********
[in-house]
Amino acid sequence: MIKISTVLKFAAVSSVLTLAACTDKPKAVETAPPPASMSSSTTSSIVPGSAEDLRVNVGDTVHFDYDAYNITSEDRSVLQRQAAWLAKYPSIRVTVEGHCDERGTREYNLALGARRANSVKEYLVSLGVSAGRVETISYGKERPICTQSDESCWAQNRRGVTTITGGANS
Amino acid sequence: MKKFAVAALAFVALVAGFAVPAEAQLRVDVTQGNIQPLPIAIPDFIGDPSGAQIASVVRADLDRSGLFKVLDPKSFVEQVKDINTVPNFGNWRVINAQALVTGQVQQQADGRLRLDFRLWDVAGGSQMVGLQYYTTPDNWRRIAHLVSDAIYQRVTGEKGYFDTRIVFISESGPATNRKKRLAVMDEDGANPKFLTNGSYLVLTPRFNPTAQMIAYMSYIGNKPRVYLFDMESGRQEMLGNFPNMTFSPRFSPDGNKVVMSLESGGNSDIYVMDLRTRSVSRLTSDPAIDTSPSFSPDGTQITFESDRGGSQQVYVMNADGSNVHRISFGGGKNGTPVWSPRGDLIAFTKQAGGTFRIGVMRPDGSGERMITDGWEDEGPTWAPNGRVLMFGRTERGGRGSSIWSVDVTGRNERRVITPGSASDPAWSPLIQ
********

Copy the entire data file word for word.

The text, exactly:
[in-house]
Amino acid sequence: MIKISTVLKFAAVSSVLTLAACTDKPKAVETAPPPASMSSSTTSSIVPGSAEDLRVNVGDTVHFDYDAYNITSEDRSVLQRQAAWLAKYPSIRVTVEGHCDERGTREYNLALGARRANSVKEYLVSLGVSAGRVETISYGKERPICTQSDESCWAQNRRGVTTITGGANS
Amino acid sequence: MKKFAVAALAFVALVAGFAVPAEAQLRVDVTQGNIQPLPIAIPDFIGDPSGAQIASVVRADLDRSGLFKVLDPKSFVEQVKDINTVPNFGNWRVINAQALVTGQVQQQADGRLRLDFRLWDVAGGSQMVGLQYYTTPDNWRRIAHLVSDAIYQRVTGEKGYFDTRIVFISESGPATNRKKRLAVMDEDGANPKFLTNGSYLVLTPRFNPTAQMIAYMSYIGNKPRVYLFDMESGRQEMLGNFPNMTFSPRFSPDGNKVVMSLESGGNSDIYVMDLRTRSVSRLTSDPAIDTSPSFSPDGTQITFESDRGGSQQVYVMNADGSNVHRISFGGGKNGTPVWSPRGDLIAFTKQAGGTFRIGVMRPDGSGERMITDGWEDEGPTWAPNGRVLMFGRTERGGRGSSIWSVDVTGRNERRVITPGSASDPAWSPLIQ